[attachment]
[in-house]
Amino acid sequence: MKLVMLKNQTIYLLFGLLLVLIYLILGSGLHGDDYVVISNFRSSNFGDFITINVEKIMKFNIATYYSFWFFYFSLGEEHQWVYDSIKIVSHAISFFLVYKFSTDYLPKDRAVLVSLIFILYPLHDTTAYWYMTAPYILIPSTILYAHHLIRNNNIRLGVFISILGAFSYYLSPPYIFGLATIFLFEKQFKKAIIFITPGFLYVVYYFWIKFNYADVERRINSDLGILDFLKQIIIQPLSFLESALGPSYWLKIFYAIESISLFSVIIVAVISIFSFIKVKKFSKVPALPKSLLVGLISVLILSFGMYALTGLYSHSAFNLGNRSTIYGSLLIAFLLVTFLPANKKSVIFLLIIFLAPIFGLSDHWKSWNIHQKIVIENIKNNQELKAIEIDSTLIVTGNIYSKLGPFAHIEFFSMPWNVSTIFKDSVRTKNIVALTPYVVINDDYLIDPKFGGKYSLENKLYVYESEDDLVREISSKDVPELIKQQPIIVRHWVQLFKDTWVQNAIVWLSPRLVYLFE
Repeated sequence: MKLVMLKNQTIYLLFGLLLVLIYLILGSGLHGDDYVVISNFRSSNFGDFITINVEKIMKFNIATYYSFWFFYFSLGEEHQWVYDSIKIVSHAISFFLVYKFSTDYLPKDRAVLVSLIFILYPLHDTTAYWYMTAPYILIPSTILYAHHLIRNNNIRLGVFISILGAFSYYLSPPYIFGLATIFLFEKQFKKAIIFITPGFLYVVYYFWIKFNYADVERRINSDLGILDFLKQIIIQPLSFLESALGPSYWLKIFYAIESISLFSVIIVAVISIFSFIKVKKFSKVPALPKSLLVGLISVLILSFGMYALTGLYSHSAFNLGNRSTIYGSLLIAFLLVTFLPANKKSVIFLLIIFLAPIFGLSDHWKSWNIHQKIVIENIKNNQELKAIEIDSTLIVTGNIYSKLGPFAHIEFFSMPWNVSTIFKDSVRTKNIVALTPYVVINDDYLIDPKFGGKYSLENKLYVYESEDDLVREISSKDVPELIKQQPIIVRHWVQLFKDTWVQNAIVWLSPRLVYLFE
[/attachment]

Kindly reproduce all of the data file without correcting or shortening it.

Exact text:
[in-house]
Amino acid sequence: MKLVMLKNQTIYLLFGLLLVLIYLILGSGLHGDDYVVISNFRSSNFGDFITINVEKIMKFNIATYYSFWFFYFSLGEEHQWVYDSIKIVSHAISFFLVYKFSTDYLPKDRAVLVSLIFILYPLHDTTAYWYMTAPYILIPSTILYAHHLIRNNNIRLGVFISILGAFSYYLSPPYIFGLATIFLFEKQFKKAIIFITPGFLYVVYYFWIKFNYADVERRINSDLGILDFLKQIIIQPLSFLESALGPSYWLKIFYAIESISLFSVIIVAVISIFSFIKVKKFSKVPALPKSLLVGLISVLILSFGMYALTGLYSHSAFNLGNRSTIYGSLLIAFLLVTFLPANKKSVIFLLIIFLAPIFGLSDHWKSWNIHQKIVIENIKNNQELKAIEIDSTLIVTGNIYSKLGPFAHIEFFSMPWNVSTIFKDSVRTKNIVALTPYVVINDDYLIDPKFGGKYSLENKLYVYESEDDLVREISSKDVPELIKQQPIIVRHWVQLFKDTWVQNAIVWLSPRLVYLFE
Repeated sequence: MKLVMLKNQTIYLLFGLLLVLIYLILGSGLHGDDYVVISNFRSSNFGDFITINVEKIMKFNIATYYSFWFFYFSLGEEHQWVYDSIKIVSHAISFFLVYKFSTDYLPKDRAVLVSLIFILYPLHDTTAYWYMTAPYILIPSTILYAHHLIRNNNIRLGVFISILGAFSYYLSPPYIFGLATIFLFEKQFKKAIIFITPGFLYVVYYFWIKFNYADVERRINSDLGILDFLKQIIIQPLSFLESALGPSYWLKIFYAIESISLFSVIIVAVISIFSFIKVKKFSKVPALPKSLLVGLISVLILSFGMYALTGLYSHSAFNLGNRSTIYGSLLIAFLLVTFLPANKKSVIFLLIIFLAPIFGLSDHWKSWNIHQKIVIENIKNNQELKAIEIDSTLIVTGNIYSKLGPFAHIEFFSMPWNVSTIFKDSVRTKNIVALTPYVVINDDYLIDPKFGGKYSLENKLYVYESEDDLVREISSKDVPELIKQQPIIVRHWVQLFKDTWVQNAIVWLSPRLVYLFE